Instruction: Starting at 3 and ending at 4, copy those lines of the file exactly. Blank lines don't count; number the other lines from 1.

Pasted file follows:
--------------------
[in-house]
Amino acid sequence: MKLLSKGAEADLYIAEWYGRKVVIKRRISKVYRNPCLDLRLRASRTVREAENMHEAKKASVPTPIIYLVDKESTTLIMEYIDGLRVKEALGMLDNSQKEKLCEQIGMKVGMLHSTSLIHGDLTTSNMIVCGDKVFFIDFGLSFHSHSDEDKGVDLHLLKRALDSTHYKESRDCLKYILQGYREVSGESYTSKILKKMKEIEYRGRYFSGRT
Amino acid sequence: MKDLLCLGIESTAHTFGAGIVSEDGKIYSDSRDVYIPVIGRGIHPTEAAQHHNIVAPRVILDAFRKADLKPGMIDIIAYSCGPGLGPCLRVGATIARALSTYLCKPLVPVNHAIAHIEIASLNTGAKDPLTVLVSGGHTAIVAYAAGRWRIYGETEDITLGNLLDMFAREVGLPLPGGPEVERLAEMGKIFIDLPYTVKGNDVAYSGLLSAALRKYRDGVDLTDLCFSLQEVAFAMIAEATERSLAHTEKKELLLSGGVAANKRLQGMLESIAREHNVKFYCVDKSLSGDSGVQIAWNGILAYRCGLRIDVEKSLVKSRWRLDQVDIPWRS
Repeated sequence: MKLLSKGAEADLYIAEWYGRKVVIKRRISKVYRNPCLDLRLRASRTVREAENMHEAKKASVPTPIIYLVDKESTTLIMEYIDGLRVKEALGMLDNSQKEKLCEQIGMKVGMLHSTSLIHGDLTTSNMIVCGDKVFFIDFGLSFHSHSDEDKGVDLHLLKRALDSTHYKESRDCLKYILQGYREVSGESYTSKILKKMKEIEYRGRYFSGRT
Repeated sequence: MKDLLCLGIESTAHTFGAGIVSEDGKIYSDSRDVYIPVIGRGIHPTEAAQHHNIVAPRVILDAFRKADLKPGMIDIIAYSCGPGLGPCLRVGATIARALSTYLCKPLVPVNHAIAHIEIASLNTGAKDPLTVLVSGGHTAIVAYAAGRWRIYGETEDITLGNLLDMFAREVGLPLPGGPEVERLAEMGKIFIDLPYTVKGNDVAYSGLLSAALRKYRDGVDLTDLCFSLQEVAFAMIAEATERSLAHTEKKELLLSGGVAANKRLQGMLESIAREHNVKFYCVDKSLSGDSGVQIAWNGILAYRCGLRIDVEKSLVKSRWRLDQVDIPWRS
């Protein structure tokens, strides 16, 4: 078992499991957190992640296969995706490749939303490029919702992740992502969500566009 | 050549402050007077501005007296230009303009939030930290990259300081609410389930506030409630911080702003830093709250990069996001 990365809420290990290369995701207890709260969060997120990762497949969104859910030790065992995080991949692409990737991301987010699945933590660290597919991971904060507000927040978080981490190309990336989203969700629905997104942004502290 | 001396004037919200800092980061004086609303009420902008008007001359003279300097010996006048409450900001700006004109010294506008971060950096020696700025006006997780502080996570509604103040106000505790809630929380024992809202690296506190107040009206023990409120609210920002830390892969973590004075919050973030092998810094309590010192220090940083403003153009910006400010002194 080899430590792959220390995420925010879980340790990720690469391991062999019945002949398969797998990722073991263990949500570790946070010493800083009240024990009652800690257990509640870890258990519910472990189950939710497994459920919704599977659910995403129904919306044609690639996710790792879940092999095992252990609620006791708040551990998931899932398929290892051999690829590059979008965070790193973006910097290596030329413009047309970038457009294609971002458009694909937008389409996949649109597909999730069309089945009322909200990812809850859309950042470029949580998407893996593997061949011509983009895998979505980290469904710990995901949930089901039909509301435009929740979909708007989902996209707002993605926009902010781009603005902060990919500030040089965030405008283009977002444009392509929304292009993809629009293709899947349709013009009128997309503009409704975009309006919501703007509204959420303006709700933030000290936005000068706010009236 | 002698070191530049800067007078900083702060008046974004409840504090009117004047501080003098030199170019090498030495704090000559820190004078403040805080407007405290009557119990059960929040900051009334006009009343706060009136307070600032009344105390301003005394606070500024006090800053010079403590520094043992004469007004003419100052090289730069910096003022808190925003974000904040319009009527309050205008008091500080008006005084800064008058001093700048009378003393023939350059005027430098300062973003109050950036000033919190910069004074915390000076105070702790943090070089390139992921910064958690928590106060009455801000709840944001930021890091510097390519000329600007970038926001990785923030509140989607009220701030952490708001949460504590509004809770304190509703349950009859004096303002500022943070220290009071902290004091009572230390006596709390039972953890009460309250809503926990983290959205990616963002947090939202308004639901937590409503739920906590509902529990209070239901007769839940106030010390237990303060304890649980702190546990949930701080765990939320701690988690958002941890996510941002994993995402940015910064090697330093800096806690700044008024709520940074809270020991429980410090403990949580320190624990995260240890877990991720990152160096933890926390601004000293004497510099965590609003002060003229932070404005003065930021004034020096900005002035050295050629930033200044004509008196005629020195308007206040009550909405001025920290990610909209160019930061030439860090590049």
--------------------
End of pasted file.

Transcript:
Amino acid sequence: MKDLLCLGIESTAHTFGAGIVSEDGKIYSDSRDVYIPVIGRGIHPTEAAQHHNIVAPRVILDAFRKADLKPGMIDIIAYSCGPGLGPCLRVGATIARALSTYLCKPLVPVNHAIAHIEIASLNTGAKDPLTVLVSGGHTAIVAYAAGRWRIYGETEDITLGNLLDMFAREVGLPLPGGPEVERLAEMGKIFIDLPYTVKGNDVAYSGLLSAALRKYRDGVDLTDLCFSLQEVAFAMIAEATERSLAHTEKKELLLSGGVAANKRLQGMLESIAREHNVKFYCVDKSLSGDSGVQIAWNGILAYRCGLRIDVEKSLVKSRWRLDQVDIPWRS
Repeated sequence: MKLLSKGAEADLYIAEWYGRKVVIKRRISKVYRNPCLDLRLRASRTVREAENMHEAKKASVPTPIIYLVDKESTTLIMEYIDGLRVKEALGMLDNSQKEKLCEQIGMKVGMLHSTSLIHGDLTTSNMIVCGDKVFFIDFGLSFHSHSDEDKGVDLHLLKRALDSTHYKESRDCLKYILQGYREVSGESYTSKILKKMKEIEYRGRYFSGRT